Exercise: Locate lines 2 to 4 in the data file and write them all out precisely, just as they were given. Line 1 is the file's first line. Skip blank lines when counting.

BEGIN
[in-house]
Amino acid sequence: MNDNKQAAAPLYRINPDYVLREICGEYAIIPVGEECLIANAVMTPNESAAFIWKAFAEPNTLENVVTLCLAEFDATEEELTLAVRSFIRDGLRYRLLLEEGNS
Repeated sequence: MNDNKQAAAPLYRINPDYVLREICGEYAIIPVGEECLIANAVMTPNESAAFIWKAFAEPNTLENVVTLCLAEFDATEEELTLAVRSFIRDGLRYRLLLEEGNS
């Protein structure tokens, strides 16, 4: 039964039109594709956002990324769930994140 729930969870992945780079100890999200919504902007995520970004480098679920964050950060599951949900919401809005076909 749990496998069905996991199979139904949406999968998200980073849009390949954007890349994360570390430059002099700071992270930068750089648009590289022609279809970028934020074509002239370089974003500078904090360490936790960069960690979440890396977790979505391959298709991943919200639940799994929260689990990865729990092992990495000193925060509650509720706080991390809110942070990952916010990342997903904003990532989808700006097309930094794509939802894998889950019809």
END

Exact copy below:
Amino acid sequence: MNDNKQAAAPLYRINPDYVLREICGEYAIIPVGEECLIANAVMTPNESAAFIWKAFAEPNTLENVVTLCLAEFDATEEELTLAVRSFIRDGLRYRLLLEEGNS
Repeated sequence: MNDNKQAAAPLYRINPDYVLREICGEYAIIPVGEECLIANAVMTPNESAAFIWKAFAEPNTLENVVTLCLAEFDATEEELTLAVRSFIRDGLRYRLLLEEGNS
């Protein structure tokens, strides 16, 4: 039964039109594709956002990324769930994140 729930969870992945780079100890999200919504902007995520970004480098679920964050950060599951949900919401809005076909 749990496998069905996991199979139904949406999968998200980073849009390949954007890349994360570390430059002099700071992270930068750089648009590289022609279809970028934020074509002239370089974003500078904090360490936790960069960690979440890396977790979505391959298709991943919200639940799994929260689990990865729990092992990495000193925060509650509720706080991390809110942070990952916010990342997903904003990532989808700006097309930094794509939802894998889950019809």